The Law Commission has rejected pleas from the legal profession to narrow the rule that all criminal activity that generates funds or other property is caught by the anti-money laundering regime.
Solicitors have complained that they had to report regulatory breaches or low-level offences that they came across in large commercial transactions – such as a copyright licencing infringement or planning law breach – and that this distracted from the focus on money laundering.
The Law Commission came to this conclusion even though its report on the suspicious activity report (SAR) regime, published today, found that this broad definition contributed to too many low-quality SARs being submitted, “undermining the entire process”.
In adopting an ‘all-crimes’ approach, the UK has chosen to exceed the minimum international standards required by EU law or recommended by the Financial Action Task Force, the commission noted.
“This simplifies reporting obligations to some extent because reporters need not try to identify the types of crime that may have been committed.
“However, it does mean that all criminal activity that generates funds or other property is caught by both the consent regime and the required disclosure provisions regardless of the gravity of the crime.”
It said this has had some unintended consequences, such as “the disproportionate burden placed on the legal profession” – and more than half of those who responded to its consultation in support of moving away from the all-crimes approach were from the legal sector.
Research by Dr Sarah Kebbell indicated that three-quarters of all legal sector SARs were authorised disclosures – made voluntarily and triggered by a suspicion that the reporter has encountered criminal property – seeking consent.
“There is a perception that a large number of those reports concern minor offences or ‘regulatory’ offences that technically amount to money laundering because of the definition of criminal property,” the Law Commission said, potentially shifting the focus away from serious crime.
It continued: “For example, a solicitor executing a high-value commercial transaction may identify a regulatory breach or the commission of a low-level offence (such as a copyright licencing infringement or planning law breach).
“Notwithstanding the non-serious nature of the offence, the solicitor will need to submit an authorised disclosure and seek consent to continue.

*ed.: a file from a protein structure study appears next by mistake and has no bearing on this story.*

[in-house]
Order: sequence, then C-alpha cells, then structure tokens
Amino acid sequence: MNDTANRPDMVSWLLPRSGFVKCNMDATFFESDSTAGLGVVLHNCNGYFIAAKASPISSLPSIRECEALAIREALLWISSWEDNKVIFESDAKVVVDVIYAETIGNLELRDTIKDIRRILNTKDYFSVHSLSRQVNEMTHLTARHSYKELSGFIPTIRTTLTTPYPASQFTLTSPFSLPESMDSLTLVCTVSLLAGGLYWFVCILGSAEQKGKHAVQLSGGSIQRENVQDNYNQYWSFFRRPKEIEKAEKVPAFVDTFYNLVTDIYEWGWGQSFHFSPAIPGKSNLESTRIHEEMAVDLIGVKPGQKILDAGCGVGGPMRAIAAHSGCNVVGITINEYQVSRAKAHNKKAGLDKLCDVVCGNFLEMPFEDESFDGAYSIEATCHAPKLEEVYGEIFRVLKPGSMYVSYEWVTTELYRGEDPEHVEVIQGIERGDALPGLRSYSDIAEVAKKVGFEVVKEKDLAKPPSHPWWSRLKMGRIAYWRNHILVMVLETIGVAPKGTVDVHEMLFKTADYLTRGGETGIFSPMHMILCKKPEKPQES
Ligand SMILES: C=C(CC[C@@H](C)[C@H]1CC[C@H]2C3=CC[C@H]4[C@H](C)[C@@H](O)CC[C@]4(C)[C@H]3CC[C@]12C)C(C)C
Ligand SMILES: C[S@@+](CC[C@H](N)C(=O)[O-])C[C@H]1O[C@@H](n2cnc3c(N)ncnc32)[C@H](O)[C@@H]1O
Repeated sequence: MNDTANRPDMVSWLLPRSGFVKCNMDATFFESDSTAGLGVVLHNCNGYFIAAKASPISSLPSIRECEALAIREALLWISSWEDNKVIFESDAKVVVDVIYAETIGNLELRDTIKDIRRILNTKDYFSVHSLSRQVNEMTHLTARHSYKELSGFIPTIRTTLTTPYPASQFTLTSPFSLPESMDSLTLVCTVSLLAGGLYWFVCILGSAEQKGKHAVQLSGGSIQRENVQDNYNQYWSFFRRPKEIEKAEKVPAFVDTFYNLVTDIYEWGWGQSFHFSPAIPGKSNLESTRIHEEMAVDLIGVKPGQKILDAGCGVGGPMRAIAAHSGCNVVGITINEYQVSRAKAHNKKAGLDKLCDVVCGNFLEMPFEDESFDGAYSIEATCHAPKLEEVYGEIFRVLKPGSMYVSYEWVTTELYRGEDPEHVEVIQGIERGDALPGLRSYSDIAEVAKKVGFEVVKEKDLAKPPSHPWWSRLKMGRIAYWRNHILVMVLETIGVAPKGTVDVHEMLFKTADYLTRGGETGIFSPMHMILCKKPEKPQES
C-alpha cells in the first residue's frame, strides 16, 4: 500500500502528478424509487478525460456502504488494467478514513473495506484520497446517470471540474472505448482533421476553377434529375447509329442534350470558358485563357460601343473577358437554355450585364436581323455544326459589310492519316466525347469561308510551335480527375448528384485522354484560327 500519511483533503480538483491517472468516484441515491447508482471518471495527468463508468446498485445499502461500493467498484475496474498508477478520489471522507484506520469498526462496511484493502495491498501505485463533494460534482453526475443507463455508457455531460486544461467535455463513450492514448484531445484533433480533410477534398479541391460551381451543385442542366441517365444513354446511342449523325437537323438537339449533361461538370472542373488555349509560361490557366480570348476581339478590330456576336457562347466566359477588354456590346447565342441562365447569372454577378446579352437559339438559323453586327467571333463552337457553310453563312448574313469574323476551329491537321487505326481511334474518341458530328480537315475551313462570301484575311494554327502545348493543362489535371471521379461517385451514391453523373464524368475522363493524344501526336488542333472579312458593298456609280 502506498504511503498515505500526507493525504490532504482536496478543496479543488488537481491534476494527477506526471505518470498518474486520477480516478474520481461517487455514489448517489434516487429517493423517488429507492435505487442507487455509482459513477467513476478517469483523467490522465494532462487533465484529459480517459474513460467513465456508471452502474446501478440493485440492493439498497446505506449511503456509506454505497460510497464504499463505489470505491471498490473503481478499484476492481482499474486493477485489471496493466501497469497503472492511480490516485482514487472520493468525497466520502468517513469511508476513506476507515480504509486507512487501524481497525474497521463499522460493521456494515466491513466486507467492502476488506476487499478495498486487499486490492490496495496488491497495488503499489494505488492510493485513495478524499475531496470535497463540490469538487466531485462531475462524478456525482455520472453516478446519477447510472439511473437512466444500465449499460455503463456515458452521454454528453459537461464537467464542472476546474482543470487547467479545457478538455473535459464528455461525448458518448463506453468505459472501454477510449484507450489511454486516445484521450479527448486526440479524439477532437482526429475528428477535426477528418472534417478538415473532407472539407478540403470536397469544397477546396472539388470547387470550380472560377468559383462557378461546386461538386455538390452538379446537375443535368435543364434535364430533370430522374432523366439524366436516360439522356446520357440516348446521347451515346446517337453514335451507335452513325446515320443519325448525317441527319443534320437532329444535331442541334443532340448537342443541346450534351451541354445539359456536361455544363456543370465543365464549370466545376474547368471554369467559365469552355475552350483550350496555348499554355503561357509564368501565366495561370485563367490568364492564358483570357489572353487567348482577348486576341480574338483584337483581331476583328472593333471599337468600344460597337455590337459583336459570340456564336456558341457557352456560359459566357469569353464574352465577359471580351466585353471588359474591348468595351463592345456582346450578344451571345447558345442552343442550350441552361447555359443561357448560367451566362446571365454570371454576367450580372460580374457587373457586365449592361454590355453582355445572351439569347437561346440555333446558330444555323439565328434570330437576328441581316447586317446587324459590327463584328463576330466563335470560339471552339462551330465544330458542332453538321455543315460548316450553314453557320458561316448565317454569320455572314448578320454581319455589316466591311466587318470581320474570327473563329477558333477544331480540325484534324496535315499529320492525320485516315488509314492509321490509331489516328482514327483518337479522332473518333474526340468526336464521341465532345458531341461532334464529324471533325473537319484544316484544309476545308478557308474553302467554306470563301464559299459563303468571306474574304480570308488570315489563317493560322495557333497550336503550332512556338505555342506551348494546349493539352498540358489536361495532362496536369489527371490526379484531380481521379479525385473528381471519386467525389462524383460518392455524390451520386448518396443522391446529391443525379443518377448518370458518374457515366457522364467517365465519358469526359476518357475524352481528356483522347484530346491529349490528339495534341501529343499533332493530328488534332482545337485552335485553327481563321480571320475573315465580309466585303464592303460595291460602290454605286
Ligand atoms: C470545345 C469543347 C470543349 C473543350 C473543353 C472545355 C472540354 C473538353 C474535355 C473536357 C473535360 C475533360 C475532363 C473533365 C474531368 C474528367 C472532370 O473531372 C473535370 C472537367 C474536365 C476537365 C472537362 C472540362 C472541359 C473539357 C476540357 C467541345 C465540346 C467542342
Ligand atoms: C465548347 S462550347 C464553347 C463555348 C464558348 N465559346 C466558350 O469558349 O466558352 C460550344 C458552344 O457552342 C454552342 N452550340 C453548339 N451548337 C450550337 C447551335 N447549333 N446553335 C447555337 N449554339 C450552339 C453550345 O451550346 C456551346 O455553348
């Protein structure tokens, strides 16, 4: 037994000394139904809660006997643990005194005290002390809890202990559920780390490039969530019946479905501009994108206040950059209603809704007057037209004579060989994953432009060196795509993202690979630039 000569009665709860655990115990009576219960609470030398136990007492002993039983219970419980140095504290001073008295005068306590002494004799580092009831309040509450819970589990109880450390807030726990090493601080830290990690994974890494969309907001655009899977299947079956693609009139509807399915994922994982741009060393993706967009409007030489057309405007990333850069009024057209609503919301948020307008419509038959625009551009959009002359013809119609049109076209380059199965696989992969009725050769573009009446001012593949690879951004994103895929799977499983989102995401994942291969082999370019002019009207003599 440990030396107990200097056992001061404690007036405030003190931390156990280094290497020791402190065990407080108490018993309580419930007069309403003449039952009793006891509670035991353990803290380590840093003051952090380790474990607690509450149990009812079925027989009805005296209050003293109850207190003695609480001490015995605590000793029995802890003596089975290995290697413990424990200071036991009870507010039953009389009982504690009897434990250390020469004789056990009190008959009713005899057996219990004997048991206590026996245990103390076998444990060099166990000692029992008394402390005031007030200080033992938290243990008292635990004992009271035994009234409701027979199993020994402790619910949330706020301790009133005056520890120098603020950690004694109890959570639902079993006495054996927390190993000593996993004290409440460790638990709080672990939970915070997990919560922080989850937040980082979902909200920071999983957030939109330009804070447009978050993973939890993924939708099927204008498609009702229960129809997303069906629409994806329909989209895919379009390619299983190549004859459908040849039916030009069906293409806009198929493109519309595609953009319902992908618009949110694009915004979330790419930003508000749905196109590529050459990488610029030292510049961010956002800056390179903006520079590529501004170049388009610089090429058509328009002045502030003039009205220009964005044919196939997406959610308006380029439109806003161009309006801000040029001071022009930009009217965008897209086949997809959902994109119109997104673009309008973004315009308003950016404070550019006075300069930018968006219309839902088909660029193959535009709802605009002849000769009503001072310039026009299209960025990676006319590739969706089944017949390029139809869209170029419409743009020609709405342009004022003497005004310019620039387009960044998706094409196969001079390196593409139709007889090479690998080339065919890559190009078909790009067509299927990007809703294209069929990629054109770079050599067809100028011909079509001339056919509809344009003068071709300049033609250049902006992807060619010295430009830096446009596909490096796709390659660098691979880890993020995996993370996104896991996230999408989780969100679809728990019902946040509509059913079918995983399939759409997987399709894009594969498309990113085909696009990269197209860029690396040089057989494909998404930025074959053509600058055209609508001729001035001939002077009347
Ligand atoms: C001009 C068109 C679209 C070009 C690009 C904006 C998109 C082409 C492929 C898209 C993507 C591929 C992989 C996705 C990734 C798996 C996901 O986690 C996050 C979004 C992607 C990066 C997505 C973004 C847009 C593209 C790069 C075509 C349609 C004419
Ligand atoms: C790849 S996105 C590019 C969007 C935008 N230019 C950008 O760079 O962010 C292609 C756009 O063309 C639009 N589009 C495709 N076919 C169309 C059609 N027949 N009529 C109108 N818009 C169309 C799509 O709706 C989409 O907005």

“So, for example, a solicitor may identify that a client has, at some stage, failed to comply with a tree preservation order during the development of a piece of land (a non-imprisonable offence).
“The transaction would be paused, pending consent from the NCA, resulting in delay and additional costs to all parties involved in the process.”
However, the commission concluded that, while the all-crimes approach was not perfect, it has two principal advantages.
“First, it helps to make the process of submitting SARs as simple as possible for the regulated sector, even if it means some SARs are submitted that will not lead to investigation or prosecution for serious offences.
“Secondly, it places the burden of assessment and triage, where necessary, on law enforcement agencies as those best placed and most qualified to pass judgement.
“It is principally for these reasons and to avoid the potential complexity of the alternatives that we favour the retention of the all-crimes approach.”
But, offering an olive branch, the Law Commission said that “if there was agreement between law enforcement agencies and the regulated sector on specific offences which are considered to generate little in the way of useful intelligence, there could be a greater focus on reporting only serious crimes”.
It said this could be achieved by way of examples included in statutory guidance illustrating what may amount to a reasonable excuse not to lodge an authorised disclosure.
This guidance, on key concepts underpinning the regime, along with a new advisory board and a standardised form for the submission of SARs, were at the heart of the Law Commission’s report to tackle the problem of low-quality SARs.
The number of SARs submitted has doubled over the last decade and continues to rise, culminating in a record 470,000 reports in 2018-19.
As well as the all-crimes approach, the Law Commission said low-quality reports were caused by a “lack of clarity in the definitions of key terms” and the threat of individual criminal liability for officials for a failure to make a disclosure, which “encourages defensive reporting”.
The advisory board – made of experts from the public and private sector – would be charged with ensuring the “continued effectiveness” of the regime, including overseeing the guidance and advising ministers on appropriate improvements and how best to respond to emerging threats.